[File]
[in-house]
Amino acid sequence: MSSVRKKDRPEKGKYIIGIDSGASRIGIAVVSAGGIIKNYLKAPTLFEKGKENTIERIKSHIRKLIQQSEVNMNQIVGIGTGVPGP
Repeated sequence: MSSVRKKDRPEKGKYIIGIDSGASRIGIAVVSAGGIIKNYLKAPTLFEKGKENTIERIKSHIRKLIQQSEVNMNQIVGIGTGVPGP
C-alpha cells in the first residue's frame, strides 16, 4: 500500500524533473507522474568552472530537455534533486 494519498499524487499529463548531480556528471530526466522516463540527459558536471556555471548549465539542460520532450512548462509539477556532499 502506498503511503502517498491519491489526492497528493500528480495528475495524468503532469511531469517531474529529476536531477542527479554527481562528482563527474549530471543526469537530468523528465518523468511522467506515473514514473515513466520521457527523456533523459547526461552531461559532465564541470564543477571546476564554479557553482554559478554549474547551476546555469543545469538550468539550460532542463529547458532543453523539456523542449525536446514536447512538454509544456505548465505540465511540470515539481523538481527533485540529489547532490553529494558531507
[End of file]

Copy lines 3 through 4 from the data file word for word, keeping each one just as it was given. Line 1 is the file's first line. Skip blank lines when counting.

Repeated sequence: MSSVRKKDRPEKGKYIIGIDSGASRIGIAVVSAGGIIKNYLKAPTLFEKGKENTIERIKSHIRKLIQQSEVNMNQIVGIGTGVPGP
C-alpha cells in the first residue's frame, strides 16, 4: 500500500524533473507522474568552472530537455534533486 494519498499524487499529463548531480556528471530526466522516463540527459558536471556555471548549465539542460520532450512548462509539477556532499 502506498503511503502517498491519491489526492497528493500528480495528475495524468503532469511531469517531474529529476536531477542527479554527481562528482563527474549530471543526469537530468523528465518523468511522467506515473514514473515513466520521457527523456533523459547526461552531461559532465564541470564543477571546476564554479557553482554559478554549474547551476546555469543545469538550468539550460532542463529547458532543453523539456523542449525536446514536447512538454509544456505548465505540465511540470515539481523538481527533485540529489547532490553529494558531507